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Farmer's Produce enters 24th year

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Elma Farmer, left, reacts as Alisa Bassa purchases produce Monday at Farmer’s Produce.

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BY SAMUEL EVERS
Staff Writer

Tuesday, May 15, 2018

Elma Farmer of Farmer’s Produce, the large tent-looking setup on Sutters Creek Boulevard, has accepted credit cards as a means of paying for his fruits and vegetables for about four years now.

But he still can’t figure that darn swipe system out.

Legally blind and in his 24th year of produce service — 16 of them in the same location — Farmer prefers the old-fashioned way.

A customer — and there were perhaps two dozen in an hour’s span on a recent hot Monday afternoon — will bring up his or her pickings from one of the 28 farmers he relies on to provide his produce every day.

They’ll place what they have on a scale. Farmer will ask them how much their haul weighs. They’ll tell him — .78 pounds — and he’ll do a little math in his head, then he’ll knock the price down about 15 percent, and the customer will hand him the bills and the change, and — after an offer of a free cantaloupe sample — they’ll be on their way. If they buy something sweet, he’ll say, “Go home and tell your wife you finally found something as sweet as her.”

It’s a routine he’s settled into nicely. Except, of course, when the customer offers to pay with a credit or debit card.

“Do you live near here?” Farmer will ask the few who have plastic and not paper. “Then you take this home and come back to pay me next time.”

Better to just avoid the confusion.

Farmer was born in Rocky Mount but lives in Wilson County. He can’t drive, so everyday during produce selling season someone — it’s a rotating cast of about 15 — will pick him up and drive him to the shaded operation between Target and Chuck E. Cheese’s.

This particular business started 24 years ago, when a friend handed him an overabundance of peaches that he couldn't possibly eat all by himself. Rather than let them go to waste, he pulled over on U.S. 301 and started selling them. That led to a stand on the street, which led to a move to his current spot in 2002.

He opened up for another season this year in mid-April, a few weeks later than what he would have liked and is used to. And even at 80 years old, his work ethic would make a professional athlete seem lackadaisical. Farmer’s Produce is open seven days a week from 8 a.m. to 7 p.m. on Monday through Saturday and from noon to 5 p.m. on Sunday. He’s there everyday, and he’s asleep by 8:30 at night and awake by 1 a.m. the next day at the absolute latest.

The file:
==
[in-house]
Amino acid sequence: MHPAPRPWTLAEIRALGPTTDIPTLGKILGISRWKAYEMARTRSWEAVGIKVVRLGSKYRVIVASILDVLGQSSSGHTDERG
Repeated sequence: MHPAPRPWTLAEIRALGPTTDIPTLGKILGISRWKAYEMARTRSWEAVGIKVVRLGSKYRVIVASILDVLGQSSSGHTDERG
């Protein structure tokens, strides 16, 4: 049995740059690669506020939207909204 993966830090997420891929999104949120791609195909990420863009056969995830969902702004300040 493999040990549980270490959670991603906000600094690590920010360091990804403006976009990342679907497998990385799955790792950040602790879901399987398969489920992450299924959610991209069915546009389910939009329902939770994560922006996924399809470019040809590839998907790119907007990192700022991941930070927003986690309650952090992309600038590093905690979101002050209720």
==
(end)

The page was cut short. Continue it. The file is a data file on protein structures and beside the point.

It’s been a 70-year-old retiree named Wilford Dickens for the past two weeks who has picked up Farmer from his house around 2 a.m. They head off to Raleigh to meet any number of their 28 farmers and are back at the stand by 7 a.m to unload and set up. When it’s time to pack up at 7 p.m., the two stop by a church on South Church Street to drop off the unsold produce for the homeless.

“I used to come through here all the time,” Dickens said. “A friend of mine said Elma needed some help. I don’t know anything about the prices. Mostly what I do is go get the produce for him in Raleigh.”

In September, Farmer goes to Maine, about 45 miles north of Bangor, for a month off with friends. He might open up for an abbreviated schedule in November and December, but in January, February and March, he’s home, “mostly just watching TV,” and keeping in touch with his farmers.

On a good week, he’ll sell about 2,000 pounds of tomatoes, a specialty which he gets trucked up from Florida. They’re kept in air conditioning — not freezers — on the way, and they’re a lot better than the ones at a certain other farmers market in Rocky Mount, he promises.

“An average of 2,000 tomatoes,” he said, “is a lot of tomatoes.”

Farmer is particularly proud of the fact that Farmer’s Produce will soon start accepting EBT cards, a move he’s been trying to do for a while. His hope is for it to become official in early June.

“A lot of people get in binds,” he said. “They have to eat, though. They have to have fresh vegetables just as much as everybody else does. My stuff is fresh. It never goes in no cooler. I try to do what’s right. If they ask me where it comes from, I tell them where it comes from. I hate to say this, but my competitors don’t do that. I think they just started doing that this year.”

He said he does it because he likes to talk to people. That quickly becomes obvious, and for Farmer, there’s no end in sight.

“I enjoy people. I enjoy what I’m doing. When someone walks out of this tent with something they’ll enjoy, that makes my day,” he said. “If I could see, if I was married, I probably would be traveling, having a good time. But I’ll be doing this until the day I die.”

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